The Arts as Strategy for Businesses
Art and business often operate in contradictory ways. Art tends to be about the process, whereas business tends to focus on the outcome. Art runs in a less linear path on inspiration, feelings, and less tangible drivers. Businesses want specifics, data, timelines, and proof. Considering these differences, is it possible for the arts to be used as a strategy to address organizational issues in business?
What is meant by “art as a strategy”? Most organizations use the arts in a traditional fashion. They display art in their offices that enhance the overall decor and don’t give it much thought beyond that. They might do a team-building workshop at an artist’s studio, or bring in performers to build a sense of connection and camaraderie. While these are perfectly good options for organizations, there is an underlying potential that is often missed.
In an era of constant change, the faster people can change in an organization then the faster the business can evolve. The arts do not facilitate change, but they do have the potential to invite new ways of thinking and open up the space to imagination and innovation. Using the arts as strategy essentially puts the artists in organizations to bring a creative approach to challenges within the business and to develop unique, out-of-the-box solutions.
What does this look like? Consider for example, Google. This company has established itself as a leader in giving their employees perks like free lunches, laundry services, and car washes. Yet, as the company rapidly expands, they risk isolating and losing employees. How is one seen in a company of 70,000 and growing? If one is not seen, then how are they valued? Retaining great talent is critical to the success of tech companies and finding ways to help their staff feel like they belong is crucial.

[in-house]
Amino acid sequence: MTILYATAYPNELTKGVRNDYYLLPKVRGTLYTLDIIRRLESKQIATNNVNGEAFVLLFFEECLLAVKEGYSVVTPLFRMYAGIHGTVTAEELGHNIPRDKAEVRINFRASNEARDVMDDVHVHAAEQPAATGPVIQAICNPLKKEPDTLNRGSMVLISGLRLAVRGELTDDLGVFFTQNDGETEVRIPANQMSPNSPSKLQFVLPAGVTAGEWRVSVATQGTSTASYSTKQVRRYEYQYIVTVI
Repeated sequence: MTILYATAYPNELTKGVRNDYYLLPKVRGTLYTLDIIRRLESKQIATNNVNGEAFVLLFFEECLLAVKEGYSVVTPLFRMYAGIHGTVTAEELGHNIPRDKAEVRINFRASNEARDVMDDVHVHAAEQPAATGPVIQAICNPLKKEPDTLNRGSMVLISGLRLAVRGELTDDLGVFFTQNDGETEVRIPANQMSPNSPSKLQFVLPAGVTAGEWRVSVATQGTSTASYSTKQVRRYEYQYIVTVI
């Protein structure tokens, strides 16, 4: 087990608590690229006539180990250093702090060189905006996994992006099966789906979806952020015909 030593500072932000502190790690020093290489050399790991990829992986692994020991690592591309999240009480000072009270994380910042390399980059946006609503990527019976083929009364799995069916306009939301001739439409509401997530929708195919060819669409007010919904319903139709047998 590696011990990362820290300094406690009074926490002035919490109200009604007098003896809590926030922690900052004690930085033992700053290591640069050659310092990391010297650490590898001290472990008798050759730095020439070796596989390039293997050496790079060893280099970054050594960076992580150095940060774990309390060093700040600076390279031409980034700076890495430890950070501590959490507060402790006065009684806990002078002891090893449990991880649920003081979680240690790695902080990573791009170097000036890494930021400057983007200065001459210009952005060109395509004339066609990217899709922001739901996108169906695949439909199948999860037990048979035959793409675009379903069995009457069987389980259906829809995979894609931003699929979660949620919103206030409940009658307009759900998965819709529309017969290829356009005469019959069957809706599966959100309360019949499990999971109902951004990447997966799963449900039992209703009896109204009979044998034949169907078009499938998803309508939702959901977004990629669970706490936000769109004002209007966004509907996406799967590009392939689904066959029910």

A sense of ownership is believed to increase engagement within an organization. Increasing engagement and a sense of ownership, especially in educational settings, has shown to lead to an increase in performance and academic success. In their 2003 study, researchers Jennifer Patten Killeen, Gary Evans, and Sheila Danko looked at schools with permanent collections of artwork, made by the students themselves, and measured the students’ sense of connectedness, active involvement, and personal investment in the learning process. They found that students who play a role in the design and aesthetics of their schools have a much stronger sense of ownership for their learning. While there are admittedly many differences between elementary school children and adult tech workers, there is a theme here that can’t be ignored.
It’s a widely held belief in social psychology that the environment affects the individual. Numerous organizational studies have supported that theory. The physical characteristics of a workspace can have an effect on the mood, well-being, productivity, communication, organizational identification, and other employee experiences that affect their job performance. Researchers have looked at various aspects of how the physical environment affects employees in a workspace, including the placement of desks, the color of the walls, the height of cubicle separators, enclosed offices versus open floor plans, and so much more.